...the only place in the world with two UNESCO architecture within 15 km...
A deep and well-protected bay between Split and Trogir acts like a natural refuge and safe haven and even in ancient times Kaštela had become a place where the wealthy from nearby larger cities built their summer residences. Out of fear of the invading Turks, fortifications were erected right on the coastline - 15 of them by the end of the 15th century - all in a Renaissance architectural style with rich interiors. About seven of these fortifications became settlements that eventually merged to create the present town of Kaštela.
The town of Kaštela is located on the coast of the Bay of Kaštela. It has over 40000 inhabitants, and it is the second largest town in the Split and Dalmatia County. It stretches over the length of 17 kilometers.
The city of Kaštela has seven settlements – Kaštel Gomilica, Kaštel Kambelovac, Kaštel Lukšić, Kaštel Novi, Kaštel Stari, Kaštel Sućurac, Kaštel Štafilić.
Traces of all historic periods could be found in the area of the town of Kaštela; cavemen have hunted here (Mujina Cave on the western slopes with artifacts dating 45 000 years BC).
There are many Illyrian stone heaps scattered over the Kozjak Mountain.
During the Greek and Roman rule these parts experienced their economic and cultural prosperity. Remains of many antic villas and the Siculi settlement at Resnik are the proofs of that.
Croatians migrated to the gentle slopes of Kozjak in the 7th century and formed their first settlements. Old Croatian churches are the silent witnesses of that time.
Aristocrats and clergymen from Trogir and Split built their castles on these rocky shores. The Venetian authorities approved of that to protect crops and peasants. These fortified mansions– castles appeared as fortresses on their land sides with keeps, moats, loopholes and drawbridges. Their sides facing the sea were built as Renaissance villas with wide windows and balconies. Inhabitants of the old settlements on the slopes of Kozjak sought refuge and security by building new fortified settlements around them.
Agriculture and growing of olives and grapes were the basis of economy and the foundation of economic might of these parts. Big churches with bell towers (decorated by most famous artists of that time), golden and silver gifts in church treasuries and folk costumes noted for their golden decorations and golden embroidery witness about that might.
Around 16 castles seven villages were formed: Kaštel Štafilić, Kaštel Novi, Kaštel Stari, Kaštel Lukšić, Kaštel Kambelovac, Kaštel Gomilica and Kaštel Sućurac. These villages grew, developed and finally merged to the town of Kaštela. The villages preserved authentic Dalmatian architecture: houses with open front stairs, balconies, wine cellars, narrow streets and squares at their centers.
At a sea reef a nobleman from Trogir Koriolan Cipico, writer, humanist, military leader in the battle of Lepanto had his mansion built in 1476. Later it got its present name Kaštel Stari (the old castle). He built the mansion which was a combination of fortress and palace. It was connected to the mainland by a drawbridge (brvno). This is the reason why areas in front of the castles are named Brce (brvce). After fire in 1493 it was renovated in the Renaissance style with arcaded yard and the southern balcony decorated by the family coat of arms.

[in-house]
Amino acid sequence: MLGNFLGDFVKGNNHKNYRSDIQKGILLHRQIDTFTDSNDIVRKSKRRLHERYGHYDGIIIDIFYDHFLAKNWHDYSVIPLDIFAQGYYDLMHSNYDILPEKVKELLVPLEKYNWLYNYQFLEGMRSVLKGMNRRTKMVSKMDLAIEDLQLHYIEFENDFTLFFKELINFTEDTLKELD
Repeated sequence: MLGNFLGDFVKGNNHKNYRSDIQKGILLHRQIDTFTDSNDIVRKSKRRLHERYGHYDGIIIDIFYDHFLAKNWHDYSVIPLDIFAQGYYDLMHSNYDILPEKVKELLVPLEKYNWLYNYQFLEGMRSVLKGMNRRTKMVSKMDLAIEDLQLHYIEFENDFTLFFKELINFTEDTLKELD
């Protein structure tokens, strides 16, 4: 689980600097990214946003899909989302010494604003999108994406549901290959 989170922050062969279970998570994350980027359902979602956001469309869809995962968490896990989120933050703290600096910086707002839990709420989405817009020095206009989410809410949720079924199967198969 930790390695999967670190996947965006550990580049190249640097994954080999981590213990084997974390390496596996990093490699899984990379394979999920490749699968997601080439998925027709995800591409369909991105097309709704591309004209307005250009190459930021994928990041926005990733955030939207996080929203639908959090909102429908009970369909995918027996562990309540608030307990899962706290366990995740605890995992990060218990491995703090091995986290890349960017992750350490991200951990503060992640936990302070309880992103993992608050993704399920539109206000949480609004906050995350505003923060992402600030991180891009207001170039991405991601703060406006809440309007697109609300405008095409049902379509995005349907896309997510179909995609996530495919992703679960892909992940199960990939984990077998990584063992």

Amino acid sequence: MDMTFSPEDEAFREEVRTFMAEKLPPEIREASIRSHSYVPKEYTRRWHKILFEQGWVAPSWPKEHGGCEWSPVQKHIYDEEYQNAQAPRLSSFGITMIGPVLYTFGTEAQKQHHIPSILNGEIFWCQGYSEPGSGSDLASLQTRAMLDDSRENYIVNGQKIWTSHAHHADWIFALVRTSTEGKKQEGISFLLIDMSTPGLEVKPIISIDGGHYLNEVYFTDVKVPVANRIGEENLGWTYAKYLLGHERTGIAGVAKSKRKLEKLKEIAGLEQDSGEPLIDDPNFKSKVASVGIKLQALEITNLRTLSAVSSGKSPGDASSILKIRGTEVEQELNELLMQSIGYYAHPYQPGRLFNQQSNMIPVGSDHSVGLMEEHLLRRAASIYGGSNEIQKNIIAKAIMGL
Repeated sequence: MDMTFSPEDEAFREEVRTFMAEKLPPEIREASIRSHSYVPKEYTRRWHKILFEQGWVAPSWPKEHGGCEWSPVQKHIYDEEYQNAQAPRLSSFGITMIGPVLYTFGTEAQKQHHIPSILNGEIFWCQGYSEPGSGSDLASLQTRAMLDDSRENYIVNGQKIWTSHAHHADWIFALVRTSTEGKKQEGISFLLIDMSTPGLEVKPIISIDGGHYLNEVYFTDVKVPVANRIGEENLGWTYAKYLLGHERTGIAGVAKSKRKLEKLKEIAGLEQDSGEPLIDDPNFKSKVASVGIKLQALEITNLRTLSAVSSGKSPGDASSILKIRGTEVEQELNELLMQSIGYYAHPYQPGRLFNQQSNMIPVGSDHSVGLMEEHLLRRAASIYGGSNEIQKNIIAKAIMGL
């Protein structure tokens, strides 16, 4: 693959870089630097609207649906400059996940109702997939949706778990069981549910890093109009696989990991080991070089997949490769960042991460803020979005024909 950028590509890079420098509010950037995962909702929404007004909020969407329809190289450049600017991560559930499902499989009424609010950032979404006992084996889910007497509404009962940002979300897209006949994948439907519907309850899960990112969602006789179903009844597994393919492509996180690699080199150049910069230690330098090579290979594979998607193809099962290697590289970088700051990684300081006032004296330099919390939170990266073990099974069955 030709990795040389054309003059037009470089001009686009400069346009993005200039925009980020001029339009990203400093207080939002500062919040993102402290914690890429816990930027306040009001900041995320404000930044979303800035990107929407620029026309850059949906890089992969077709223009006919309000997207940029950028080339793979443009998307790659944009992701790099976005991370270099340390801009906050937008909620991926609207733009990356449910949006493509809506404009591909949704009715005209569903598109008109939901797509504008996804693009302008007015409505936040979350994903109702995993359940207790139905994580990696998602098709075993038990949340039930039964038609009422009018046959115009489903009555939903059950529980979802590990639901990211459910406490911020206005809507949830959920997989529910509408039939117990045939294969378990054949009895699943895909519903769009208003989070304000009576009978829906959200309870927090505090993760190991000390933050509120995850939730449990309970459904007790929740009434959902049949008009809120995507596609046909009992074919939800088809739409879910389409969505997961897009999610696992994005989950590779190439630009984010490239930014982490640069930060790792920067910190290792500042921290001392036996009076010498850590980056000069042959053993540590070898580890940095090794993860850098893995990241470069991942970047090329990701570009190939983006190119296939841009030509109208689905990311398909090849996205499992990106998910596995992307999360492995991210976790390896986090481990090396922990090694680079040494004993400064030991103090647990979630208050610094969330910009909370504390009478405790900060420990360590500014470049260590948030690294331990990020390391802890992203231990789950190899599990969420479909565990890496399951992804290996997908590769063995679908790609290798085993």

Residents of Radun, a village on slopes of Kozjak build their houses around the castle. Perimeters of the village are visible even today. Streets of the village have a rectangular pattern which could be seen in the ground plans from 1704. There is the church of St. Josip inside the village built in the 17th century by Celije Čipiko.
The parish church of St. Ivan Krstitelj (St. John the Baptist) was consecrated in 1641 and renewed in 1714. The interior is decorated with five marble altars and five altar covers. The miraculous icon of Gospa od Milosti (Our Lady of Mercy) and body of St. Felicije patron saint of the village are kept in the church.
The palace of Celio Cega family, built in the18th century is to the west from the church. Foundations of the Andreis castle could be seen on the seafloor lttle more to the west.
The new parish church is particular because its building lasted from 1871 to 1970.
The old Croatian church of St. Juraj od Raduna (St. George) from 9th /10th century witness about existence of Radun, a village on slopes of Kozjak. The church is preserved in its original shape.
One-nave space is decorated by shallow niches. Niches divide outer wall of the rectangle apse. Archeological surveys of surrounding graves proved continuity of burials from the 9th - 15th century. Old Croatian jewelry and artifacts found in those graves are kept in the Museum of the Town of Kaštela.
Marked mountain path leads from Kaštel Stari to the Malačka saddle (480 m) where mountain houses Malačka and Split are located. These houses are starting points for mountaineering paths through Kozjak and Kaštela Hinterland. This is the easiest accessible lookout with magnificent view on Velo and Malo Kaštela Field, the bay, Split, Marjan, Trogir and Central Dalmatian islands.
A chapel with cross was built to the west at the nearby peak in memory of men of Kaštela killed in the Homeland War.
Kaštela Tourist Board